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Until I met Katy Hathaway I assumed that Sumo was a men-only pursuit. The ritual of the dohyo is part of what makes this way of life so compelling, but it’s also, well, kind of misogynist in the way that you might expect a sport that originated in the eighth century to be.
Anyway, let’s not worry about that because I was wrong, women do wrestle, in fact there’s a whole women’s competition at the Sumo World Championships, a regular gathering which took place in Osaka in 2006 and will be staged in Lausanne in 2007. Katy was a member of the British team who fought in Osaka, whose experiences were documented in the excellent film Strictly Lady Sumo, and she graciously agreed to be interviewed about it. Take it away Katy!
What do you love about Sumo?
When watching – its unpredictability, the combination of strength, speed and skill and the focus and commitment with which the pros fight.
When competing – its physicality, the mental demands, the fact that there’s nowhere to hide and you’re only accountable to yourself for whether you win or lose
How did you get started?
It began in June 2006 on my sofa. I’d just finished my teacher training and was drinking tea, flicking through the channels when I came across a feature on Richard and Judy about women’s sumo. Jackie Bates, until last year Britain’s only international woman sumo wrestler, and Steve Patemen, President of the British Sumo Federation, were talking about a drive to get a women’s team together for the World Championships in Japan in October 2006. I called up and the next Saturday attended try-outs in Derby.
You’re a British woman taking part in a Japanese sport. Actually, it’s more than just a sport, it’s a massively ritualised way of life. What’s that like and how do you negotiate the cultural differences?
Firstly there are big differences between amateur and professional sumo. Amateur sumo, although a big part of Japanese life, is much less ritualised than the professional sport. Neither men or women throw salt or do shiko (leg stamping) before bouts.
Women’s sumo has featured in the World Championships for the last five years and the audience at the World Championships appeared as supportive and excited about the women’s event as the men’s. I felt and feel a great deal of respect for the sport.
What skills do you use when you are fighting?
The sport is 90% mental. If you have any doubt in your mind when you step up that you might lose, it’s likely that you will. You have to be present and focussed, clear about your game plan and alert to what your opponent is trying to get you to do.
My strength is my start and my use of my head. That comes from years of rugby and a strong neck. I’m tall and have a relatively high centre of gravity so can’t hang around. I have to hit my opponent hard and drive them out of the ring with the momentum created within about 7 seconds because I’m not skilled at throwing or avoiding being thrown.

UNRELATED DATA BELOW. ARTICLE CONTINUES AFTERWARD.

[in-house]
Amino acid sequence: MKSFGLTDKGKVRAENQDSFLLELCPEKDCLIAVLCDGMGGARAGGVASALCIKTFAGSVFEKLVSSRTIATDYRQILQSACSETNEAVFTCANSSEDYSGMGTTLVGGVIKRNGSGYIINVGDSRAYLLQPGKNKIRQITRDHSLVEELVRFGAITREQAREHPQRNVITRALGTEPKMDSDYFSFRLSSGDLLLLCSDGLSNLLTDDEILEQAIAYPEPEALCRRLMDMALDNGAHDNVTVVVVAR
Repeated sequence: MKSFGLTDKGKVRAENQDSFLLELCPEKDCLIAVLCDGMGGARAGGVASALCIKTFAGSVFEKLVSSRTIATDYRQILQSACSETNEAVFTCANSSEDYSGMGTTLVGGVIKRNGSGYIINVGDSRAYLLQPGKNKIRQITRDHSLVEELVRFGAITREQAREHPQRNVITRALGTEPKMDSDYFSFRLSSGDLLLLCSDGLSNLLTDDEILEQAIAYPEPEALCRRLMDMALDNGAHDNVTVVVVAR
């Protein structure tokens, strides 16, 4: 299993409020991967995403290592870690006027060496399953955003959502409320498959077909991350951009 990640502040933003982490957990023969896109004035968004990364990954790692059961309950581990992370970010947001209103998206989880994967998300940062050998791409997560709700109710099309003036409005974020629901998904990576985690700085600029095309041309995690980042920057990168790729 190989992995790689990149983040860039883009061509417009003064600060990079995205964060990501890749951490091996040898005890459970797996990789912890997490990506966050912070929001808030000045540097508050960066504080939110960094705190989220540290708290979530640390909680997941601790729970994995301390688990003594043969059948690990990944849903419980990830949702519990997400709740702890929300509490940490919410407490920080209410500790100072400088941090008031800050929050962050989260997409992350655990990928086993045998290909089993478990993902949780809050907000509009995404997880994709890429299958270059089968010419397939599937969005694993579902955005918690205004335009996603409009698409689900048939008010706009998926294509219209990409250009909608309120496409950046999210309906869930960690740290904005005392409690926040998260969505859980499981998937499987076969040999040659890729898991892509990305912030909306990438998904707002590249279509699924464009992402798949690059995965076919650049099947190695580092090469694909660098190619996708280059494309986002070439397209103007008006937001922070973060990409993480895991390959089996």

Do you ever use these skills in your real life?
Um, not so much the physical skills, although I’m good to have around if there’s a car to be shoved.
Would you ever fight men?
Not in competition. I fought my coach in training and, personally, found it difficult. Other women were able not to differentiate, just to fight the person in front of them. Maybe it would be different were I to fight men more frequently. I find it extremely difficult to take being hit by a guy though, and that happens in sumo.
What it was like being in the documentary?
Surreal. Because I knew I’d have to go back to school and resume life as a teacher, I was aware that I didn’t want to do or say anything stupid. The power of editing was forever nagging at the back of my mind but as we got deeper into filming, it became clearer that the documentary crew were interested in telling the story of what happened. The fact that my head was used in the graphics has given me cult status at school.
Is it really better to be bigger? What makes a great wrestler?
Not always. Being big and fast helps, and extra heft obviously makes it more difficult to get somebody moving. A great wrestler is someone fast, strong and tenacious with excellent physical instincts. Becky ‘Pink’ Williams at 12 stone was the smallest on our team but ticked all of those boxes and is a great wrestler. To a certain extent the weighting of the skills that make a great wrestler changes from one weight category to the next. If you’re in the open category, as our silver medallist Adele Jones was, you have to be extremely instinctive and able to adapt your style to your opponent. It’s very different fighting someone of 28 stone and someone of eight. I prefer fighting heavyweights.
One thing that stops me wanting to have a go is that I’m really afraid of getting injured. What’s your advice?
Stay up! Fear of injury is a good motivator not to get thrown or pushed to the ground as competitions are fought on clay.
What’s next for you?
I’m not currently training, which I feel sad about. Combining a teaching career with a seven hour round trip to train in Derby became unsustainable. I was exhausted and broke. At the moment I’m not able to commit to the kind of training I need if I want to contend on an international stage. Things might be different over the summer when I have more time. Or if I could secure sponsorship.
Is there anything else you’d like to add?
Just how brilliant it was being around everyone who tried out, trained and competed in the British competitions. The documentary only showed the tip of the iceberg in terms of the women who showed up and put their bodies on the line to make the team. My favourite part of the whole experience were the early training sessions, I had the time of my life getting to know some amazing, courageous women. Although Strictly Lady Sumo brought women’s sumo into the public domain, Jackie Bates and her fighting lipstick had blazed a trail for years to enable us to do what we did.